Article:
In the Baltimore area, it's no surprise that most inductees into the Lacrosse Hall of Fame come from powerhouse high schools and colleges. But, Kara Carlin, who will be inducted into the Greater Baltimore Chapter of the Hall of Fame tonight, has spent her career at C-Conference and Division-3 schools---a path that afforded her success, as well as opportunity.
"I've committed a lot of my life to athletics and to lacrosse, and to playing and coaching. It's neat to be honored in this way."
Carlin, the Athletic Director at St. Timothy's School in Stevenson, Maryland, spent her high school years at Park School, where she was a three-sport athlete. Although she could have been recruited to play lacrosse for a D-1 college, she skipped that step and enrolled at Franklin & Marshall College, where she was not only a standout on the lacrosse field in the spring, but as a field hockey player in the fall. Upon graduation, she earned the school's highest honor awarded annually to the one female senior athlete with the greatest cumulative academic and athletic achievements over a four-year period.
"I was able to be in a sorority, go abroad, and play two sports, so my experience was different than choosing a D-1 school," Carlin says about her own experience, and using it as an example to the girls she mentors at St. Tim's. "It's good for my girls who are looking at colleges right now to see that you can have success at a D-3. It doesn’t have to be at a D-1."
After college, Carlin continued her journey on the lacrosse road less traveled as a coach at Bowdoin College in Maine and later at Goucher College, where she earned her Master's in Athletic Administration. While her college players were seasoned athletes in their sport, that's not the case at St. Tim's where 36 percent of the 155 girls are international students.
"The tricky thing at a school that starts in 9th grade is that you don’t know what's coming," she says. "We get kids from all over the world. I've had kids who play field hockey or lacrosse for me, who have never played that sport before."
"You sort of figure out what the kid's assets are," she says, giving as an example a starting field hockey defender from Mexico who had never played the sport, but had incredible drives, thanks to her experience playing polo. "They do bring a different mentality to the sport."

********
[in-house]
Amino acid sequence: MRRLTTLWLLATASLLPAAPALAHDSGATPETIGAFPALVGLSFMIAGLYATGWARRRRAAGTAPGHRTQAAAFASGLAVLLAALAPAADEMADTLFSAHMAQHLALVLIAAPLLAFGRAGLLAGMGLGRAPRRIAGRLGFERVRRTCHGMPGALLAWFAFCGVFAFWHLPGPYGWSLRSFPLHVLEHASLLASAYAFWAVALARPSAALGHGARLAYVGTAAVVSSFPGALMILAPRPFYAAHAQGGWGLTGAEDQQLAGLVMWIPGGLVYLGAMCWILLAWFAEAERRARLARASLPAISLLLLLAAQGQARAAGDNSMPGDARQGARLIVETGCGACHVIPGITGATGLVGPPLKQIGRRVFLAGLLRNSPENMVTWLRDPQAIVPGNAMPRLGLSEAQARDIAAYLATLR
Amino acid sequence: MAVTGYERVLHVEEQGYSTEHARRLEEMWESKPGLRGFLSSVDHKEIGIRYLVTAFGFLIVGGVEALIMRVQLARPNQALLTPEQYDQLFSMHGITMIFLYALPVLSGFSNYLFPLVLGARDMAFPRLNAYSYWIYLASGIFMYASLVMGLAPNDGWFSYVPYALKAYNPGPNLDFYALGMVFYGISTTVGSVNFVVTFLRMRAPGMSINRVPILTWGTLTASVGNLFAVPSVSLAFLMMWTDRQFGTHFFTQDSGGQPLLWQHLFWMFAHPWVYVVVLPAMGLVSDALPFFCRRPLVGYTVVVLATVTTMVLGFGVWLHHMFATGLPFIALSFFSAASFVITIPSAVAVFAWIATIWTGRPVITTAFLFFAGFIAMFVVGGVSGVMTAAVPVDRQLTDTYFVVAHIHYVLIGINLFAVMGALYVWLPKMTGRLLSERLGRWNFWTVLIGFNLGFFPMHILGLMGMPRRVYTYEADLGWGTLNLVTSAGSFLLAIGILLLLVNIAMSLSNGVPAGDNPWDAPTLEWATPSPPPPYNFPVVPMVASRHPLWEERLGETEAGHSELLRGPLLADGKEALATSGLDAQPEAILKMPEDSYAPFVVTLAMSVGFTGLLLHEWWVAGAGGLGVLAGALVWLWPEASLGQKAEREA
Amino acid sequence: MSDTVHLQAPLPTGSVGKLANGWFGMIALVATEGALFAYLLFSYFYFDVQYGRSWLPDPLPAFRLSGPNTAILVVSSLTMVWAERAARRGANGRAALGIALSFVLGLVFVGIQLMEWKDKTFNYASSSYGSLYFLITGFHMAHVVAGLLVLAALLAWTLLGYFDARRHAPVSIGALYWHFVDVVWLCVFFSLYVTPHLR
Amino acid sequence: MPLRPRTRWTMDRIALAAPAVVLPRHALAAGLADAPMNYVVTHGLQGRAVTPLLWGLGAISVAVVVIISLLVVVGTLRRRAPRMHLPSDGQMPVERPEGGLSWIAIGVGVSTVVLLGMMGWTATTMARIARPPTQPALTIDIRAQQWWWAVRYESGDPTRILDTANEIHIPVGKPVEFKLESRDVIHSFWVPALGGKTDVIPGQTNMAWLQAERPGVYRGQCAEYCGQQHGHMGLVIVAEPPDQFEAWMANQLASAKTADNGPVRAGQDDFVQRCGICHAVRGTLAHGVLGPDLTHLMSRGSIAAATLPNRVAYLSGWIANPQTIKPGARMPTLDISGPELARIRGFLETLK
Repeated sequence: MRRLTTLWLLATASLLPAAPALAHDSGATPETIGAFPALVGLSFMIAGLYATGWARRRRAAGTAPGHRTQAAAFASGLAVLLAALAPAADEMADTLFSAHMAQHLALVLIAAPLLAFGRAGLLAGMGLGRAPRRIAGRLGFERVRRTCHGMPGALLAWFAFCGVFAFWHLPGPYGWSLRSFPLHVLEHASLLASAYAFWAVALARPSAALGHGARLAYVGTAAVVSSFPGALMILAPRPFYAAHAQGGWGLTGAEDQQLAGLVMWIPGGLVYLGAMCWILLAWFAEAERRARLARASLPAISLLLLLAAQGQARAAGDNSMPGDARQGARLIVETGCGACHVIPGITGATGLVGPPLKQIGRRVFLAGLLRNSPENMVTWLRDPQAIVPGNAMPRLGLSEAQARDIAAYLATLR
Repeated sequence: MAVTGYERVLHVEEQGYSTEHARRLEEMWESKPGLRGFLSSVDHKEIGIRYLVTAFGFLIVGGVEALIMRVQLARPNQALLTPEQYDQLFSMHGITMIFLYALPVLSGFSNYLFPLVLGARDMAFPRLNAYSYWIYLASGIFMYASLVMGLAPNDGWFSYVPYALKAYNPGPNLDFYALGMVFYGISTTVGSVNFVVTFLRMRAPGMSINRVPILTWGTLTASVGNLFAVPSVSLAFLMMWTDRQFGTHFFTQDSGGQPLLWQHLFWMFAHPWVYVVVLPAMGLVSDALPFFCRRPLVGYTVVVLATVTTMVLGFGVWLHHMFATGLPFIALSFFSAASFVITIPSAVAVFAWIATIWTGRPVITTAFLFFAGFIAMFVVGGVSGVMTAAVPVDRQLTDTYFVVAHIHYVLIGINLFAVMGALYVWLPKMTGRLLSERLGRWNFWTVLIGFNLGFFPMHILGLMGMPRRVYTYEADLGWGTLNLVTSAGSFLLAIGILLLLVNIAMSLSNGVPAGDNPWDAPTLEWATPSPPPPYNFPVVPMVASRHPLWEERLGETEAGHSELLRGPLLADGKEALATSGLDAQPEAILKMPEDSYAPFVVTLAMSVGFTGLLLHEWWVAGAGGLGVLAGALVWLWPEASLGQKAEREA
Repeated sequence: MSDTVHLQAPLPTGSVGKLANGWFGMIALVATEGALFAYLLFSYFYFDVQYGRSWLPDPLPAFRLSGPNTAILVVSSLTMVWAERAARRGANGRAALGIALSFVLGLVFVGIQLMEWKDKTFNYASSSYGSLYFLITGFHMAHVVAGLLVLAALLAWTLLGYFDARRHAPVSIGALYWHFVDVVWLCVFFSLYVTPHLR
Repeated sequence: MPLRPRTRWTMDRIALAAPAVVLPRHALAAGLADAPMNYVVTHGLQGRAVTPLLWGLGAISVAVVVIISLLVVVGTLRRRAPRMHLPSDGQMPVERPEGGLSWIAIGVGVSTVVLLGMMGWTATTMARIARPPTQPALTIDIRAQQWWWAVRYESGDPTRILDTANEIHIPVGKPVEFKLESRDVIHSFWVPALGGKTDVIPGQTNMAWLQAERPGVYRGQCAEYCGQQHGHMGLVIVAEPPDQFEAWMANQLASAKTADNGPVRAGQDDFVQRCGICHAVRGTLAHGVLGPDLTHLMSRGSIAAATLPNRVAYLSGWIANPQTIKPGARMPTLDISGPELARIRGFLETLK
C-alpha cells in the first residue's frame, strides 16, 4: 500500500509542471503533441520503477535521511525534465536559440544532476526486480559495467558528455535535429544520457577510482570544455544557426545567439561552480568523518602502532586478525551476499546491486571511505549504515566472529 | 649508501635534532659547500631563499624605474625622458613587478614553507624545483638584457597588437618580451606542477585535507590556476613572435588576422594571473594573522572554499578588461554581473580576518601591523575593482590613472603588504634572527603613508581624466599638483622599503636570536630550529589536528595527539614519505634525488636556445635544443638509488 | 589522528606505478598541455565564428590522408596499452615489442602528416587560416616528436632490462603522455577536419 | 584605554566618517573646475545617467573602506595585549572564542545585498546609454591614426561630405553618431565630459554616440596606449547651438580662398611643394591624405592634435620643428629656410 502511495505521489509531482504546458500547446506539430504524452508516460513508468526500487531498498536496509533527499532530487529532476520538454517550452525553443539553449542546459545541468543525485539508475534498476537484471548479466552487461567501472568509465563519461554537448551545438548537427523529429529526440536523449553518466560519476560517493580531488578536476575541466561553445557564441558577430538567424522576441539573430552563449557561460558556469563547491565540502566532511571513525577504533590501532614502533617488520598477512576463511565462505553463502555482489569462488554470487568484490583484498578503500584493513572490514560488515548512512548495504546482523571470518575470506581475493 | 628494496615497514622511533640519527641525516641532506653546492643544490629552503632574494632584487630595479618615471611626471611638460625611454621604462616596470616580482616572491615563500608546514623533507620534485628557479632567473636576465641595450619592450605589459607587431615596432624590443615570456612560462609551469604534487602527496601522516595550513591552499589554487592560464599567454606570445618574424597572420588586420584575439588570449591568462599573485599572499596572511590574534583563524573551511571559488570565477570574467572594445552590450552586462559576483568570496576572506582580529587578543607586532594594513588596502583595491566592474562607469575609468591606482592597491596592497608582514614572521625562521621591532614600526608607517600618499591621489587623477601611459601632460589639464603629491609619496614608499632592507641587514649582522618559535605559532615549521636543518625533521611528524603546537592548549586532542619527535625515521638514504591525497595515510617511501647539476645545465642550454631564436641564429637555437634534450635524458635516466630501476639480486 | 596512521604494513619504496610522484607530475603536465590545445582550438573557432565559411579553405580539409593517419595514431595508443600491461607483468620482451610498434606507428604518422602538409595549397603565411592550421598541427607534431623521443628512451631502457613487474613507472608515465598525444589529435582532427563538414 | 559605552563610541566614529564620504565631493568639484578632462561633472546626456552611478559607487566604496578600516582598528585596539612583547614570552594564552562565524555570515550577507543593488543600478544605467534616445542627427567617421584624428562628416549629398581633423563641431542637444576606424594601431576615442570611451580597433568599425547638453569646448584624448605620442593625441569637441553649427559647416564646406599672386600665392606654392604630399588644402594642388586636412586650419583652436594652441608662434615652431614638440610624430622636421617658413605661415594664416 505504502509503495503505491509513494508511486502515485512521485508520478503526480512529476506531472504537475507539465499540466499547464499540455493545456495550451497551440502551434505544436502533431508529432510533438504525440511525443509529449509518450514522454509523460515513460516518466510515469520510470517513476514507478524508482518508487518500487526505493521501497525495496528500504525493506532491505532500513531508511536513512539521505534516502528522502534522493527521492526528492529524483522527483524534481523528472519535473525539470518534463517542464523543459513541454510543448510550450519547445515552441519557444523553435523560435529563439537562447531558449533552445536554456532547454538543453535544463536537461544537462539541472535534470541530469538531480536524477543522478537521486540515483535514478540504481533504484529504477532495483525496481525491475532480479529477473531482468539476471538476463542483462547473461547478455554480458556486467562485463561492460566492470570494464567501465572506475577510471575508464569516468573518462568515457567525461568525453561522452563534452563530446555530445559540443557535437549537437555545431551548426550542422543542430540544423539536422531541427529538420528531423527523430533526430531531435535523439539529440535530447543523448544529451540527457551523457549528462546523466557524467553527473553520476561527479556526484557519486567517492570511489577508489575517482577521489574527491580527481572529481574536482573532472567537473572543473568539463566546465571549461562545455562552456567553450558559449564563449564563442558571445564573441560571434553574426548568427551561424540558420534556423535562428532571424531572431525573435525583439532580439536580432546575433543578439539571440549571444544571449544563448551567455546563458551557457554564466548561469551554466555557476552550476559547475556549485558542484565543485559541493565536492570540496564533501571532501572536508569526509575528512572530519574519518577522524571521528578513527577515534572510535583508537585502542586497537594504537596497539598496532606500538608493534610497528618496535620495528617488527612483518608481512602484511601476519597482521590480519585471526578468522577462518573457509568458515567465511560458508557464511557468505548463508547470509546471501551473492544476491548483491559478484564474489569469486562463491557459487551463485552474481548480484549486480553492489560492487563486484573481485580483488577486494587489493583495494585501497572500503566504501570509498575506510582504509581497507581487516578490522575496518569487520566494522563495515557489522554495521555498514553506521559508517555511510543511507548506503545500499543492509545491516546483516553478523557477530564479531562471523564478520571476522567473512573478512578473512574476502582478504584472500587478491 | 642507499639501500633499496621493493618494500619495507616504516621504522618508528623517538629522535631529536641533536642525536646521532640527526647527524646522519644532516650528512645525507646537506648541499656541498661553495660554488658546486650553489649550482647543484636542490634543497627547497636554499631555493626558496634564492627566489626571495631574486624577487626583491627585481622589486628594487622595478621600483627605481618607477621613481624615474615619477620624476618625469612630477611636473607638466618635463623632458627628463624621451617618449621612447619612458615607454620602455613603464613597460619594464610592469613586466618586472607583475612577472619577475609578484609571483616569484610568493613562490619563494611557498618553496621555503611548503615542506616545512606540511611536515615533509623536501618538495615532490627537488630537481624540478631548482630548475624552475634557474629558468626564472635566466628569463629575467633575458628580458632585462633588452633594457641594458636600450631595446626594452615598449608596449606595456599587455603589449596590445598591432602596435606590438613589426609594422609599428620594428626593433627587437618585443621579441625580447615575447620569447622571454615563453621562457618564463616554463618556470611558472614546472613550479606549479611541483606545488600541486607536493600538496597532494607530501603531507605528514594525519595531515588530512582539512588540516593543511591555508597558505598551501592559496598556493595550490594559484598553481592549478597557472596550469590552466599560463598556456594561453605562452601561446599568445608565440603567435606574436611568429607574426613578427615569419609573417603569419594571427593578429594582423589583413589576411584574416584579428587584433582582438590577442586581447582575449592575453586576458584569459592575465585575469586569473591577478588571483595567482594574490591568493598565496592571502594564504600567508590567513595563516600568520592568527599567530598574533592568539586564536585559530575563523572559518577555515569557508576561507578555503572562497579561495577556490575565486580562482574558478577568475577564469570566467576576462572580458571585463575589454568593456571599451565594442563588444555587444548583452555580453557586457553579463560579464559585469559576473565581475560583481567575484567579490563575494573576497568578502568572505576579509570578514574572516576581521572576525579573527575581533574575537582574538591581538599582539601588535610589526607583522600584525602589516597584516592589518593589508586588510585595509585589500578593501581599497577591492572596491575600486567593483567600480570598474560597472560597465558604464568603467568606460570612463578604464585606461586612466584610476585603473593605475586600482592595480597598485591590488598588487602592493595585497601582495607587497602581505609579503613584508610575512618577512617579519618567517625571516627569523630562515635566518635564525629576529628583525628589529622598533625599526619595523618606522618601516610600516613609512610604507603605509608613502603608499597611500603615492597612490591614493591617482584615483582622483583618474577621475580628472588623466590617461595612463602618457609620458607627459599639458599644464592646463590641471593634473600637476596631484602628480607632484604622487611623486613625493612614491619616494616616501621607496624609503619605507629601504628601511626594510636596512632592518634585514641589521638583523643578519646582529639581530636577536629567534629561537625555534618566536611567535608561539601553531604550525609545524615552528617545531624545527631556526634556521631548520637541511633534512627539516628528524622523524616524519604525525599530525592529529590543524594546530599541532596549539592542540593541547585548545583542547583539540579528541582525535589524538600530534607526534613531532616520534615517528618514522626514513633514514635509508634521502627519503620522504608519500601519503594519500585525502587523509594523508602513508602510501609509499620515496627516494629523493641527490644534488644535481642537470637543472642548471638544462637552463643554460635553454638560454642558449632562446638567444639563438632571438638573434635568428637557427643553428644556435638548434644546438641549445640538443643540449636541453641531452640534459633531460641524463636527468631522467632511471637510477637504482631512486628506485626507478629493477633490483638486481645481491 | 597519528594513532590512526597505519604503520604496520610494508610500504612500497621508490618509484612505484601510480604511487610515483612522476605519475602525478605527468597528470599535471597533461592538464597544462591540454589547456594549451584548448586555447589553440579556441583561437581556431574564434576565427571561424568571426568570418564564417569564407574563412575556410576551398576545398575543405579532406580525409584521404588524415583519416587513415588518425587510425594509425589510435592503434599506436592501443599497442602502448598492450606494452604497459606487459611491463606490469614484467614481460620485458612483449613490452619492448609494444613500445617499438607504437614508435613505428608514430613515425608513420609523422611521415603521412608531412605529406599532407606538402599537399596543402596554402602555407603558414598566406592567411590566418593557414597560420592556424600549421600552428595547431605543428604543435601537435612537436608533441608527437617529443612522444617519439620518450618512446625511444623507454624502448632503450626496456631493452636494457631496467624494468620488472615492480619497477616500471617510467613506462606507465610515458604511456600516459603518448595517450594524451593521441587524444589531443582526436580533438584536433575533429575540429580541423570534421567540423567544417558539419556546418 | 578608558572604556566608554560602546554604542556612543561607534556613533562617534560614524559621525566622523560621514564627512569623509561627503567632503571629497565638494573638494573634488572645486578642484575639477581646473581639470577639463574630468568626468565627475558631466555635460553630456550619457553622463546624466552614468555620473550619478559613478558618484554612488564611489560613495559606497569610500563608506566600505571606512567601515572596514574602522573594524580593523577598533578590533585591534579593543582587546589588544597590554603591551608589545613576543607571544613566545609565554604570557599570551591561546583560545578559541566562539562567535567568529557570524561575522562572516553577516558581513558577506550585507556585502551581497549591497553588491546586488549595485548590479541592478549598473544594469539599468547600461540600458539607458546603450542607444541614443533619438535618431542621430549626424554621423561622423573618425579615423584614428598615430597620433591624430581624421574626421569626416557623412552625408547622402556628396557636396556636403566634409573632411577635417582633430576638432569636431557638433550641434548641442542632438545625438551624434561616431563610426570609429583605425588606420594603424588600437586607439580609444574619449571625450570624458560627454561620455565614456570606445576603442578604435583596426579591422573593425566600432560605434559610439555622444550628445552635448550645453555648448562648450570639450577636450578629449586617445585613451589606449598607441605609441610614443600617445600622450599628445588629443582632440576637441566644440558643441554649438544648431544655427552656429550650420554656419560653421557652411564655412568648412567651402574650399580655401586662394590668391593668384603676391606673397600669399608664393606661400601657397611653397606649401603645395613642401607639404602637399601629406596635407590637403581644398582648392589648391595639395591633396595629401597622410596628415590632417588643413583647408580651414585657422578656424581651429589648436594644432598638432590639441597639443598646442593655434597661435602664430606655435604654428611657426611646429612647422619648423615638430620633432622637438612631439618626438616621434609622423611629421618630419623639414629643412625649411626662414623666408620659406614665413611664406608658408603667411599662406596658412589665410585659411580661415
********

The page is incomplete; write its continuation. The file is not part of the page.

Despite its small size, St. Tim's boasts 12 team sports as well as riding and dance, thus all the girls are required to participate in after-school activities. As a parent and a coach, Carlin believes strongly in being a multi-sport athlete, not only for the benefits of cross training, but also in terms of injury prevention and burnout. As the school's head field hockey and lacrosse coach, Carlin focuses on skills training and has become expert at meshing all levels of experience. She uses older students to help mentor the younger girls and experienced players with inexperienced.
"It's great to be able to teach girls how to so something and to do it well," she says.
St. Tim's Head of School Randy Stevens believes his Athletic Director's teaching and coaching style developed while playing lacrosse. "She is a tough disciplinarian who demands excellence from her players and staff," he says. "Who you are and who you become because of your sports experience matters to Kara and she invests a great deal of energy teaching and modeling good sportsmanship."
In recent years, Carlin has swapped playing lacrosse for running marathons. Since 2006, she has completed 11 full marathons including Boston (twice) and serves as a pacer for regional races. Lacrosse, however, will always be a part of her life and being inducted into the Greater Baltimore Hall of Fame simply draws attention to her passion for the game.